Virtual Festivals editor Ross Purdie delivers a candid account of what happened the night VF discovered that putting on live events is actually much harder than running a website...
"It's not the Brits", shrugged compere and presenter Steve Harris as no one came to pick up the award for Best One Day festival (we later discovered that Live Nation boss Andy Copping had been unable to fight his way through the crowd to receive the award for his victorious Monsters Of Rock). The Brits it most certainly wasn't, but it was arguably more entertaining. Even Virgin Radio DJ Steve Harris, making his awards presenting debut, was smiling throughout.
As Virtual Festival's Chris McCormick put it as he introduced the night (with founder Steve), "We do websites, you guys put on events, so let's see where this goes." And, inevitably, it went in slightly chaotic fashion, kick-started by the suitably erratic, unpredictable and totally wonderful Brakes. Opening with 'Hi How Are You' - perhaps with a subtle dig at the chattering arrivees with it's chorus line "Won't you shut the fuck, I'm just trying to watch the band" - the set included first live airings of new material from their forthcoming album 'The Beatific Visions', including the pondering and pounding 'Porcupine Or Pineapple'. Think about it ... or alternatively just listen to it here.
With VF's web developer Jon Cox taking to the decks for an impromtu ten minute set, the Cuban Brothers smoked cigars and drank champers in their dressing room gearing up to introduce new character Barry Peters (from Halifax Radio) - think Jimmy Saville meets Saxondale. Bazza handed out the first two awards - Best New Festival (End Of The Road), which went without a hitch, and Best Breakthrough Artist, which err got slightly hitched. Here we have to rewind a few hours to when a lovely chap called Martin dashed across London with a video camera to capture winners The Kooks accepting the award as they soundchecked for their gig at Shepherd's Bush (they wouldn't cancel). Anyway for some reason the sound failed initially, prompting Barry to improvise and mimick what they'd probably be saying until the sound suddenly kicked in again just in time to hear singer Luke Pritchard say a final thanks. Well, they talk funny anyway.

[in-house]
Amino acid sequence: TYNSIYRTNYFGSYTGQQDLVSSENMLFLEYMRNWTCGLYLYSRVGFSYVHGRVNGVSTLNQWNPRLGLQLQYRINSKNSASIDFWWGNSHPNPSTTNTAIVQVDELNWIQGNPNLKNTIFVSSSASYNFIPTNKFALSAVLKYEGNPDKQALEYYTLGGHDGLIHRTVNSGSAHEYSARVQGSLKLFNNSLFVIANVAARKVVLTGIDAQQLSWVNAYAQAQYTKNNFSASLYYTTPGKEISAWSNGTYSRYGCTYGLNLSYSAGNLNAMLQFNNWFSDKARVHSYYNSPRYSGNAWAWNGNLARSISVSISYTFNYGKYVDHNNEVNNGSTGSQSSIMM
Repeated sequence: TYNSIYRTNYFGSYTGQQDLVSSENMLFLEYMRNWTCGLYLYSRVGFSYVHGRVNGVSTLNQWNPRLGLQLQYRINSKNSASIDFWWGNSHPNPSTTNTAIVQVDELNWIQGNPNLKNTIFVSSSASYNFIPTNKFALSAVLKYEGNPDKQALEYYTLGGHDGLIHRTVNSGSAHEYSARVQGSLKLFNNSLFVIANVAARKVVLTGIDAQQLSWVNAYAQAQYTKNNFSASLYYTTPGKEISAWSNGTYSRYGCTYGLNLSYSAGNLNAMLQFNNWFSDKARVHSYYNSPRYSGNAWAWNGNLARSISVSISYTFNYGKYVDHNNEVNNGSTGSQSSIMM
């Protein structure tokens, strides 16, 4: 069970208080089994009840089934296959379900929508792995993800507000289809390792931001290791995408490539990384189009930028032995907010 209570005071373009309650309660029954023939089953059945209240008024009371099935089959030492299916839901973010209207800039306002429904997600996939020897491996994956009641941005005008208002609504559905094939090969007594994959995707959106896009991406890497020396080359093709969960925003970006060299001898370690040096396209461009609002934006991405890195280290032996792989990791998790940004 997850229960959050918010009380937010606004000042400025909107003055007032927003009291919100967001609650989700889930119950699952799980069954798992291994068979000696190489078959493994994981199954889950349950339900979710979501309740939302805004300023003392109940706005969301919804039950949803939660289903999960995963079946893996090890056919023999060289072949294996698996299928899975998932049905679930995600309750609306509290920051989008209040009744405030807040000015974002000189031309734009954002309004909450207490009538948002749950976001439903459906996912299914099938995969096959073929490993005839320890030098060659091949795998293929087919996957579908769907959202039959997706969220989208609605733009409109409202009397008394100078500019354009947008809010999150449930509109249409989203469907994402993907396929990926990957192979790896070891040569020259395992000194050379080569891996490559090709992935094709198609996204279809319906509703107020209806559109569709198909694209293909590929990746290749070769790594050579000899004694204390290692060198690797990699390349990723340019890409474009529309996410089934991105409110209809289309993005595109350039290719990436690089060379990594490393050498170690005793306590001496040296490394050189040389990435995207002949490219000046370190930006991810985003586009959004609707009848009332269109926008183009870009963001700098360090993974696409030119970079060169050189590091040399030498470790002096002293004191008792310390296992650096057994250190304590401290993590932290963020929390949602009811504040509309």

The rest of the Cubans then converged on stage for a cartwheeling carnival of head-spinning hedonism as the front rows got their boogy shoes on for the fist time, before Barry introduced Steve Harris as Iron Maiden's bassist (they share the same name), making repeated references to the "number of the beast". Unfettered, Steve glided through the first section of awards, with festival organisers in jubilant form, waxing away with thank you speeches that made Gwyneth look ungrateful. By far the best was Guilfest's Tony Scott breaking into a solo performance of 'We Are Family' as he picked up the award for 'Best Family Festival'. I think the idea was for the rest of his team to join in, but it seems stage fright might have kicked in. I was to discover this sensation first hand later on.
As confusion kicked in and the night threatened to unravel into disaster as a couple of winners were found nowhere to be found, it was left to Nizlopi to rectify things with an outstanding set of beatbox booming, double bass twanging funtime. Bursting with energy, their four-song show got the industry crowd dancing like they've never known and if it wasn't for the stage manager denying them an encore, despite massive calls for more, they probably would've gone on all night.